But then I saw the mid-wife’s face. She kept saying, Great job. But I could tell she was vexed.

She wanted to talk about other options. The baby wasn’t shifting down the more I pushed. Might be positioning, might be the size of the baby relative to my pelvic opening. We needed to consider the vacuum, the forceps, or the C-section.

They all sounded awful to me. But I didn’t want to endanger the baby.

I pushed some more.

The VIPs were called.

The VIP-est of them all inserted his hand up my cooch to feel the babe’s head and told me to push as hard as I could. Because that’s a natural thing to ask someone to do.

I barfed some more.

My temperature was taken.

108 degrees.

SMOKIN’ FIREBALLS, FILTHY VERMIN. GET THAT BABY OUTTA THERE.

(We had to get that baby outta there.)

Before I could look to remember if I had shaved my legs or not, I was ushered into a big cold room with bright lighting. The sounds coming from the room reminded me of a junior high shop class. An equally comforting place to give birth.

I was terrified. I was transferred to an operating table and lain out like Aslan the Lion. My legs soon lost all feeling, my arms were outstretched like the Christ crucified. I was rolled over and given another epidural. They covered me with an oxygen mask and I pleaded for an ice chip because my mouth became so dry. I was so! scared!!!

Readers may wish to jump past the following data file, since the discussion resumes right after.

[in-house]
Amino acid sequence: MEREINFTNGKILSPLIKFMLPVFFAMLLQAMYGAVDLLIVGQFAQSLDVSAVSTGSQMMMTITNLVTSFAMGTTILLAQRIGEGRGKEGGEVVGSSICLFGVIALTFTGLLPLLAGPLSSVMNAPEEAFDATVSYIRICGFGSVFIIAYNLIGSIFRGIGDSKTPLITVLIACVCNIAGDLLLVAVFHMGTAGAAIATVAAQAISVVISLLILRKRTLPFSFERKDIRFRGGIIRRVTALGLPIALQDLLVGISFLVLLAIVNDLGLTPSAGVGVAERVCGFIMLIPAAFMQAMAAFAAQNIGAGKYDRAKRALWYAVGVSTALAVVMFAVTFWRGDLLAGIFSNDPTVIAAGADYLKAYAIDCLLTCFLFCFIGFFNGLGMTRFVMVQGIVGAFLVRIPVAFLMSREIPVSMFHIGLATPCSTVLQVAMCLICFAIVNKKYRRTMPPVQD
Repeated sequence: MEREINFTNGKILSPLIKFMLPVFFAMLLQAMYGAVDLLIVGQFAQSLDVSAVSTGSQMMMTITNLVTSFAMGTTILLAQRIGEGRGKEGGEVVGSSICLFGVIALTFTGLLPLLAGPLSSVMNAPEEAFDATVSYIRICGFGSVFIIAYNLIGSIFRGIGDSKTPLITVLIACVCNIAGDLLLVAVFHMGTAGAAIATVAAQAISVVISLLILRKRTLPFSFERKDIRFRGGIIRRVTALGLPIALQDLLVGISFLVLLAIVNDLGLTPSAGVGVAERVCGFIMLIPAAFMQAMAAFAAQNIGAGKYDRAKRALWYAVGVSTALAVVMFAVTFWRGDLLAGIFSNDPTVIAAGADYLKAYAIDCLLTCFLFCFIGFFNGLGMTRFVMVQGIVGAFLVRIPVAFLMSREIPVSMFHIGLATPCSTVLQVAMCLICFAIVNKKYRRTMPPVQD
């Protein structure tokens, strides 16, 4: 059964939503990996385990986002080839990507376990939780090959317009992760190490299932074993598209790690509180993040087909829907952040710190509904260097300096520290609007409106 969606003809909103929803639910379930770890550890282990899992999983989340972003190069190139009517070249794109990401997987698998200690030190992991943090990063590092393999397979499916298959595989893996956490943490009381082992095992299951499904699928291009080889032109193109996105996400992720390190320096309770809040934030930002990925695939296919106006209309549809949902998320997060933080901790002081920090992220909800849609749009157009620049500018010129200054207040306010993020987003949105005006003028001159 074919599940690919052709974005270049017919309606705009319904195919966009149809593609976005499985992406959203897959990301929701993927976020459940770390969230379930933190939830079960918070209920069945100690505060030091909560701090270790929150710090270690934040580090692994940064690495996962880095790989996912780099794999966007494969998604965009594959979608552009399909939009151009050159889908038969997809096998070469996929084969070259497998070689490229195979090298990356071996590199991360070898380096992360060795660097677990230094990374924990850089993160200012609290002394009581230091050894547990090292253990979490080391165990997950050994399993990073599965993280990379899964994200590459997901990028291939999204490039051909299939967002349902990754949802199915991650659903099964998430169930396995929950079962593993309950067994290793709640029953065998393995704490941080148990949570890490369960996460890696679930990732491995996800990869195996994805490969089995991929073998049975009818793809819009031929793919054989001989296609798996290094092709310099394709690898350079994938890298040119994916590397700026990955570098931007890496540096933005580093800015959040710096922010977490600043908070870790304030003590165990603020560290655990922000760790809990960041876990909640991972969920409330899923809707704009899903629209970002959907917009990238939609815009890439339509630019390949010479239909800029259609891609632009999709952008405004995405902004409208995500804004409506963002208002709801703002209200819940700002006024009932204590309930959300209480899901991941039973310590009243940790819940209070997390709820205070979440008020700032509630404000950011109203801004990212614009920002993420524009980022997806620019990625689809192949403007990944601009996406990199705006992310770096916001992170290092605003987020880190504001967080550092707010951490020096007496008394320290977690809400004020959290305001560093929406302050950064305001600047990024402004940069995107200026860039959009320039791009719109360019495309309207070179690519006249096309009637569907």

Finally, John came in and I told him not to look at my guts and to tell me nothing.

Moments later, I felt the pressure in my stomach lifted. All I could see was John looking ahead. His mouth was covered by a mask but his eyes were smiling.

“OH! OHHH! That’s a big baby,” he said.

I waited to hear the assuring cry.

No one would say boy or girl.

I heard the assuring cry and it no longer mattered.

It’s a…

I looked up at John, he was still taking it all in…finally, one of the nurses told me that I had had a baby girl, and congratulations.

The one word that can describe my immediate emotional feeling upon having my baby lifted from right out of my uterus is Pride. I was so proud to say that that was my child, the one crying, the swollen beautiful squinty-eyed super pooper – she’s mine.

I was stitched and stapled back up and then I shook for 2 hours after the operation. I was exhausted, since 44 hours had passed since the time that my water had broken, and at least 12 since the time I had last eaten. But seeing my daughter, all 8 lbs. and 1 oz. of Madigan Joelle, and then holding her is a moment that will always bring me equal parts pride and pleasure. Pain? What pain?

dumpling

madi yawns

daddy pride

madi combs